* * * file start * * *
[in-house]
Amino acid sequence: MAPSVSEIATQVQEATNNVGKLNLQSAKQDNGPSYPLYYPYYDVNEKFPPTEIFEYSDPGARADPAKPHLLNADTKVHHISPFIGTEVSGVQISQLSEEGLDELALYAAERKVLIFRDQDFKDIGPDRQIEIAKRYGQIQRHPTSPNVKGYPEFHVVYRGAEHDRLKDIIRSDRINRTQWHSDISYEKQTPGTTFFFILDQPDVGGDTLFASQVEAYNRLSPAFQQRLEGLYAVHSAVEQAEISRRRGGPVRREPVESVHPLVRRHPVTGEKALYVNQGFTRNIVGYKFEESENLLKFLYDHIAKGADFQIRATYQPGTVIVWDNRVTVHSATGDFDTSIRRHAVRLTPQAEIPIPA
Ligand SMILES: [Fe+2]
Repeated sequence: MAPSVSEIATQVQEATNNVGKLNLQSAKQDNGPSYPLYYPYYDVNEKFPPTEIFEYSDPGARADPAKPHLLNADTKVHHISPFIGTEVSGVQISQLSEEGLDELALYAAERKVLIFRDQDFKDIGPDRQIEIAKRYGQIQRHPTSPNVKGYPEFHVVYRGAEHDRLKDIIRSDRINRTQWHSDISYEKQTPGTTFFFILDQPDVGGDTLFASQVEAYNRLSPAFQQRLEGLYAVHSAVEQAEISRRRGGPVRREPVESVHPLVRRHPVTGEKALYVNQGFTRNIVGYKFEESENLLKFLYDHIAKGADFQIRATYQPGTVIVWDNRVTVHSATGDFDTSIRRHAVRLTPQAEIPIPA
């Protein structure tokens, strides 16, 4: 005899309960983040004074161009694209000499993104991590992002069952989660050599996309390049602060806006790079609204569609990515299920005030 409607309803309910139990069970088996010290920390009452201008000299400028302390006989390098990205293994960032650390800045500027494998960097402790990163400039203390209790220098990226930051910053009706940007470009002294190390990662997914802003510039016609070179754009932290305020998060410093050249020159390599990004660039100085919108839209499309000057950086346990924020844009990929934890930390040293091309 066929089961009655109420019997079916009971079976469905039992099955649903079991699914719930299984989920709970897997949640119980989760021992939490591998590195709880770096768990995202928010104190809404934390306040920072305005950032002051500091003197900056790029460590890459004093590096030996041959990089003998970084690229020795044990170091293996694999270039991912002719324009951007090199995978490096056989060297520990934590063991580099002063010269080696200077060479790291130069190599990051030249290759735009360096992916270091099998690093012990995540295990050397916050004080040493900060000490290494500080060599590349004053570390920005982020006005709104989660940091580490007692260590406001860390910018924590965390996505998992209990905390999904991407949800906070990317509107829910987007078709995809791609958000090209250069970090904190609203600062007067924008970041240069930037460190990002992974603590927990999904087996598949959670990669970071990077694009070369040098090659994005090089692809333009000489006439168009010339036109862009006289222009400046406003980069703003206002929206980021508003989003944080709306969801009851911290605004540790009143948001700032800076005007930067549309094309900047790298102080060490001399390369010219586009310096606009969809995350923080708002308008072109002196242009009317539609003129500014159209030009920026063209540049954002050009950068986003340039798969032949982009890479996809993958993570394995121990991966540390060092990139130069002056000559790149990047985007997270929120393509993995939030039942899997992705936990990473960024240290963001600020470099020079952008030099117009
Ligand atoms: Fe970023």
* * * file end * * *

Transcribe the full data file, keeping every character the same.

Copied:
[in-house]
Amino acid sequence: MAPSVSEIATQVQEATNNVGKLNLQSAKQDNGPSYPLYYPYYDVNEKFPPTEIFEYSDPGARADPAKPHLLNADTKVHHISPFIGTEVSGVQISQLSEEGLDELALYAAERKVLIFRDQDFKDIGPDRQIEIAKRYGQIQRHPTSPNVKGYPEFHVVYRGAEHDRLKDIIRSDRINRTQWHSDISYEKQTPGTTFFFILDQPDVGGDTLFASQVEAYNRLSPAFQQRLEGLYAVHSAVEQAEISRRRGGPVRREPVESVHPLVRRHPVTGEKALYVNQGFTRNIVGYKFEESENLLKFLYDHIAKGADFQIRATYQPGTVIVWDNRVTVHSATGDFDTSIRRHAVRLTPQAEIPIPA
Ligand SMILES: [Fe+2]
Repeated sequence: MAPSVSEIATQVQEATNNVGKLNLQSAKQDNGPSYPLYYPYYDVNEKFPPTEIFEYSDPGARADPAKPHLLNADTKVHHISPFIGTEVSGVQISQLSEEGLDELALYAAERKVLIFRDQDFKDIGPDRQIEIAKRYGQIQRHPTSPNVKGYPEFHVVYRGAEHDRLKDIIRSDRINRTQWHSDISYEKQTPGTTFFFILDQPDVGGDTLFASQVEAYNRLSPAFQQRLEGLYAVHSAVEQAEISRRRGGPVRREPVESVHPLVRRHPVTGEKALYVNQGFTRNIVGYKFEESENLLKFLYDHIAKGADFQIRATYQPGTVIVWDNRVTVHSATGDFDTSIRRHAVRLTPQAEIPIPA
């Protein structure tokens, strides 16, 4: 005899309960983040004074161009694209000499993104991590992002069952989660050599996309390049602060806006790079609204569609990515299920005030 409607309803309910139990069970088996010290920390009452201008000299400028302390006989390098990205293994960032650390800045500027494998960097402790990163400039203390209790220098990226930051910053009706940007470009002294190390990662997914802003510039016609070179754009932290305020998060410093050249020159390599990004660039100085919108839209499309000057950086346990924020844009990929934890930390040293091309 066929089961009655109420019997079916009971079976469905039992099955649903079991699914719930299984989920709970897997949640119980989760021992939490591998590195709880770096768990995202928010104190809404934390306040920072305005950032002051500091003197900056790029460590890459004093590096030996041959990089003998970084690229020795044990170091293996694999270039991912002719324009951007090199995978490096056989060297520990934590063991580099002063010269080696200077060479790291130069190599990051030249290759735009360096992916270091099998690093012990995540295990050397916050004080040493900060000490290494500080060599590349004053570390920005982020006005709104989660940091580490007692260590406001860390910018924590965390996505998992209990905390999904991407949800906070990317509107829910987007078709995809791609958000090209250069970090904190609203600062007067924008970041240069930037460190990002992974603590927990999904087996598949959670990669970071990077694009070369040098090659994005090089692809333009000489006439168009010339036109862009006289222009400046406003980069703003206002929206980021508003989003944080709306969801009851911290605004540790009143948001700032800076005007930067549309094309900047790298102080060490001399390369010219586009310096606009969809995350923080708002308008072109002196242009009317539609003129500014159209030009920026063209540049954002050009950068986003340039798969032949982009890479996809993958993570394995121990991966540390060092990139130069002056000559790149990047985007997270929120393509993995939030039942899997992705936990990473960024240290963001600020470099020079952008030099117009
Ligand atoms: Fe970023």